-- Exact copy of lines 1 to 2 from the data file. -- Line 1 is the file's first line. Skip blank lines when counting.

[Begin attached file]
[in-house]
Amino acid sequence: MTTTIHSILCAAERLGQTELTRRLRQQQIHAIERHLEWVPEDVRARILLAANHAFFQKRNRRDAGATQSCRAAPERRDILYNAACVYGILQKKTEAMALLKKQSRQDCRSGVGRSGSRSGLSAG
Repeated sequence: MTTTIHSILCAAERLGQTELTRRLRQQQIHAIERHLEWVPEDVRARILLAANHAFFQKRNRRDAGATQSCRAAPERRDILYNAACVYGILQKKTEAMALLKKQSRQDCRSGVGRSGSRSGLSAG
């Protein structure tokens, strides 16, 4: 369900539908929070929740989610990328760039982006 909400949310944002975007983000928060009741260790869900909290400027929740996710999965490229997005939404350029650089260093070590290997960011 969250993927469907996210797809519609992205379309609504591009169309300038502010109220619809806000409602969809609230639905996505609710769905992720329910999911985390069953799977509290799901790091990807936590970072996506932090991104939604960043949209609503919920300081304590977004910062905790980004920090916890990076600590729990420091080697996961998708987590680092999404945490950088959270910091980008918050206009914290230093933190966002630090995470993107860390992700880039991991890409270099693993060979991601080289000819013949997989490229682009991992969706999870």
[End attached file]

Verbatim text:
[in-house]
Amino acid sequence: MTTTIHSILCAAERLGQTELTRRLRQQQIHAIERHLEWVPEDVRARILLAANHAFFQKRNRRDAGATQSCRAAPERRDILYNAACVYGILQKKTEAMALLKKQSRQDCRSGVGRSGSRSGLSAG